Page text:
• Christians remain in the shallows. Paul challenges us to know “the height, width, length and depth of the love of Christ.” We can’t know the excruciating depths of His passion unless we journey with Him like Simon of Cyrene. We have all experienced moments when we felt our hearts might burst from sorrow. Some medical examinations of the crucifixion have concluded that the flow of blood and water from the wounded side of Christ was indicative of a heart that burst. Imagine the weight of sorrow it took to crush and break the heart of the Almighty. Our personal pain provides a darkened and dim window into the sufferings of our Savior. It’s as if we must multiply our pain times infinity just to scratch the surface of His passion.
  • The honor of pain is stolen and replaced with shame. When Western saints suffer, they often retreat and hide from God and fellow believers. Sometimes years are spent torturously replaying failures and wrestling with bitterness towards God and others. Locked in a poor theology of pain, they are unaware that Jesus weeps with them and longs to draw them nearer to his heart than they have ever dreamed. They are unaware that He is privileging them to fulfill the ultimate purpose of existence: “That I may know Him!”
  • A vital path towards empathy and meaningful ministry is blockaded. There is a mission field directly linked to every personal suffering. 2 Corinthians 1:3-4 lays out the path:

Praise be to the God and Father of our Lord Jesus Christ, the Father of compassion and the God of all comfort, who comforts us in all our troubles, so that we can comfort those in any trouble with the comfort we ourselves receive from God. For just as we share abundantly in the sufferings of Christ, so also our comfort abounds through Christ.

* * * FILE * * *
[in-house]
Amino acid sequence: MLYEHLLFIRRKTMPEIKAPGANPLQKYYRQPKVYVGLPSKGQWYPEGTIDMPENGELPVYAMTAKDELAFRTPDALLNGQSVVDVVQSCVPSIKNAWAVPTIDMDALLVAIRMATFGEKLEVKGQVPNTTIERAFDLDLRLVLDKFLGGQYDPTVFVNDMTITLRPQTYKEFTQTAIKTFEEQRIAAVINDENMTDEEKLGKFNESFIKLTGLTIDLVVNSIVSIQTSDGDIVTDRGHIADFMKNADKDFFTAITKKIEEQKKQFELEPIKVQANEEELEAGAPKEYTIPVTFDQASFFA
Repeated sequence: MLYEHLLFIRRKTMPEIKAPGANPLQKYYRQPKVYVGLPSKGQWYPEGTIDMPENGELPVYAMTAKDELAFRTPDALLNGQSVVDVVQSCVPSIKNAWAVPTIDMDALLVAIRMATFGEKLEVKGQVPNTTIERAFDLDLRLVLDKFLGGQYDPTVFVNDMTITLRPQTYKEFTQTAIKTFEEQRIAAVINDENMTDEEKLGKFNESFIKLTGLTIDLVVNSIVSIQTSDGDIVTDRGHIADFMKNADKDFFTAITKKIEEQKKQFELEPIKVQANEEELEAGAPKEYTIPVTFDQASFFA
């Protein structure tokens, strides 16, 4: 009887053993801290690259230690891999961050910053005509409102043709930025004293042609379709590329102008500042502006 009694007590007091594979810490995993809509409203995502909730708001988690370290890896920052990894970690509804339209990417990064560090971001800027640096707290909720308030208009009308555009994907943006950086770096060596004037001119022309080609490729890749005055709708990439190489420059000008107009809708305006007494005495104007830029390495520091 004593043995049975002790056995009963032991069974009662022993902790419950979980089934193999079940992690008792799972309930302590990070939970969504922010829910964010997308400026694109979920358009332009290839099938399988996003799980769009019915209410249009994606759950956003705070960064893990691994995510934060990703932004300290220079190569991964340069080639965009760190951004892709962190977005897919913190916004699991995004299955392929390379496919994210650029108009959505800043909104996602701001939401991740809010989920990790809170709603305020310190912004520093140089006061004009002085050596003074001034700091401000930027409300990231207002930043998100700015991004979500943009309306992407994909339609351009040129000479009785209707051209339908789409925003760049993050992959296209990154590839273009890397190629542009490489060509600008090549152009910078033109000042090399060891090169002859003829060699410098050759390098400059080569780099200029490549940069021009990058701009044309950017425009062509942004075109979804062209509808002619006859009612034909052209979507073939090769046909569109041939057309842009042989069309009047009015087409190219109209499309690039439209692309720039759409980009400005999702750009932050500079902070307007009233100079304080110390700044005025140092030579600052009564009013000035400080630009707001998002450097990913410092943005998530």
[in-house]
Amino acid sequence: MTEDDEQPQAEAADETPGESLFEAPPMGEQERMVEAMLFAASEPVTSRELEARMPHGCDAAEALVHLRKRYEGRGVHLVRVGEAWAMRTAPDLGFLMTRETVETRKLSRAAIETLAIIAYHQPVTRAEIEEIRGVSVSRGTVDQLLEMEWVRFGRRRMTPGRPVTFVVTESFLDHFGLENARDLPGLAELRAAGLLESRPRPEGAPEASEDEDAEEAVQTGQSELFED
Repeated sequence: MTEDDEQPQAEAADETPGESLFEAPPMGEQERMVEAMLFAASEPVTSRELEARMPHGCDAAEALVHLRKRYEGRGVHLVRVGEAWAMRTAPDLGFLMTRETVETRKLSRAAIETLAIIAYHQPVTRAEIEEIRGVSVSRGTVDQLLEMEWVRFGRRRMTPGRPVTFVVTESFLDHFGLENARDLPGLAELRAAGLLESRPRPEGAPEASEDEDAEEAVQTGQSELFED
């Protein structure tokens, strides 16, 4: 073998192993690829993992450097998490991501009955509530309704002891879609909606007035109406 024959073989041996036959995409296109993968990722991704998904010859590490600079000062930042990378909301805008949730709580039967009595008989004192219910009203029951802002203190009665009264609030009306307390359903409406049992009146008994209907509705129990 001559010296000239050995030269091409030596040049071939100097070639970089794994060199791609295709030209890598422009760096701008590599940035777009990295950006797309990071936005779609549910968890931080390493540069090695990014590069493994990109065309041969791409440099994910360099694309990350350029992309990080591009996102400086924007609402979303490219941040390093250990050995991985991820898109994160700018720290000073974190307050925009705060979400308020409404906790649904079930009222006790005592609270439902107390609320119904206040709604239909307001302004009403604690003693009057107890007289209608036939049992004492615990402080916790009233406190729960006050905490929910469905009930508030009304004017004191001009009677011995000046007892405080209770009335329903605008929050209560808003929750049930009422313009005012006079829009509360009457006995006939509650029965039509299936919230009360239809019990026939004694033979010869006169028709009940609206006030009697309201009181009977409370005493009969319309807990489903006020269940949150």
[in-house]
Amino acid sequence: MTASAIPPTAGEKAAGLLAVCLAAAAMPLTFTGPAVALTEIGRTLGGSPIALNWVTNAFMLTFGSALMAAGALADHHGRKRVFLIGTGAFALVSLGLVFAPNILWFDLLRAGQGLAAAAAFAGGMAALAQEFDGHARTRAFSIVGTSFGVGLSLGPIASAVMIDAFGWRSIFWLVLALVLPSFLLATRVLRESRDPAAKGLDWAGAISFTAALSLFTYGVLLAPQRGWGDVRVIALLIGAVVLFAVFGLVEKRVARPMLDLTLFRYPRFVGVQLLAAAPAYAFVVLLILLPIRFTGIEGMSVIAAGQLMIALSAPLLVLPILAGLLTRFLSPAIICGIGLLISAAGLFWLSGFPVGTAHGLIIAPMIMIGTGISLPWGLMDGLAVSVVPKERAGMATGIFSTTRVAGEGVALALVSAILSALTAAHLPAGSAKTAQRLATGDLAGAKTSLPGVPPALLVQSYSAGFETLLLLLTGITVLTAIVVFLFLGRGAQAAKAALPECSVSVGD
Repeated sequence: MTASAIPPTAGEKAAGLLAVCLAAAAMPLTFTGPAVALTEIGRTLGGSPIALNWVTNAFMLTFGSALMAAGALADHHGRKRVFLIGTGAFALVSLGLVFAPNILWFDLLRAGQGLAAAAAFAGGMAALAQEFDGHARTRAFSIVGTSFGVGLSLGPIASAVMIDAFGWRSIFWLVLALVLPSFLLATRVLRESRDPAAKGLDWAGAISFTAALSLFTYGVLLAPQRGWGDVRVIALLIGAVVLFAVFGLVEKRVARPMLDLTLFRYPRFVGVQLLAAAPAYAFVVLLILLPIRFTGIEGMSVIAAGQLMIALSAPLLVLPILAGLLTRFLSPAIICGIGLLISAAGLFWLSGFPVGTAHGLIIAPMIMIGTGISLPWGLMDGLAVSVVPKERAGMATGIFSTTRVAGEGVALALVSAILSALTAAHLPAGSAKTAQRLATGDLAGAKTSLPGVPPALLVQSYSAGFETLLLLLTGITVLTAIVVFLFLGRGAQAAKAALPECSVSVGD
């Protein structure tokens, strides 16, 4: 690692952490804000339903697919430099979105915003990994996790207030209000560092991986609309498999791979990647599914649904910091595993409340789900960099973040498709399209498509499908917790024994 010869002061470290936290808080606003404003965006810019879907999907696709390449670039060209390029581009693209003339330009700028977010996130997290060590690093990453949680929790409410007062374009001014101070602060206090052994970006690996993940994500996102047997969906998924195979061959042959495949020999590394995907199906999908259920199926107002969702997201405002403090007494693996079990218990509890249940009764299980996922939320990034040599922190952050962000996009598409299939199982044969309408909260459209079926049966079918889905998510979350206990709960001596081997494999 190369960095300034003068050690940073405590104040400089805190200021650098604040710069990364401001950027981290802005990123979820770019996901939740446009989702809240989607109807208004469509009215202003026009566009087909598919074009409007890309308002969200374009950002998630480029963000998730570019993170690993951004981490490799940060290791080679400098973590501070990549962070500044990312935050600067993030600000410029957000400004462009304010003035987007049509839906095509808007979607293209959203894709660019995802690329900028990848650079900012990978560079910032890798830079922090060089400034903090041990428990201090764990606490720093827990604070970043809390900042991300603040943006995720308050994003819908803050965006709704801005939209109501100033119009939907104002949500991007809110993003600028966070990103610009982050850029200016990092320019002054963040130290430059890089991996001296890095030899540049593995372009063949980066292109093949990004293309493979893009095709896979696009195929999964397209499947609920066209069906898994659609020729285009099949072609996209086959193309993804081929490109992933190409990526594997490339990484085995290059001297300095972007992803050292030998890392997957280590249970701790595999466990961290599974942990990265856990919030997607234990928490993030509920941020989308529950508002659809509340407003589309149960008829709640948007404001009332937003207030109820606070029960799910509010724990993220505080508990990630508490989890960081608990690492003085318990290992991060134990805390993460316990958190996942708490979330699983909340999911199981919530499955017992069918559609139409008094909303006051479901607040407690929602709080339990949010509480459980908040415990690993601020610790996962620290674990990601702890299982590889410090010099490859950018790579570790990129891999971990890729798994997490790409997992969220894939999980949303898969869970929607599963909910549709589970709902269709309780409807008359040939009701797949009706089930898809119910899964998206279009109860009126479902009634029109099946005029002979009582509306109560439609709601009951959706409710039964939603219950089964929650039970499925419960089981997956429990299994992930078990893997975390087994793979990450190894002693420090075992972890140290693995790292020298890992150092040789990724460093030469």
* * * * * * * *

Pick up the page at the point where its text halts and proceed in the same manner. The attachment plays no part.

For instance, Paul, Silas, and (2000 years later) Chuck Colson all engaged in powerful prison ministries after they were imprisoned.

  • The Great Commission is avoided. A sure way to encounter pain is to be on mission in our bloodied and broken world. Whether it is the mission field across the seas, across the street, or across the tracks, saints who practice avoiding pain will never practice advancing the kingdom of God.
  • We will not be prepared for the challenging last days. Several prophetic passages warn us of a sharp rise in evil and persecution in the last days: “because of the increase of wickedness, the love of most will grow cold” (Matthew 24:12). The prophet Daniel explains that the antichrist will be given authority to “wear down the saints of the Most High” (Daniel 7:25). Paul warns, “In the last days, terrible times will come” (2 Tim 3:1). If the Church continues to tolerate a pain-disdaining theology, we are setting ourselves up to be among the majority of those who fall away in the day of evil.

A Treasure in Dark Places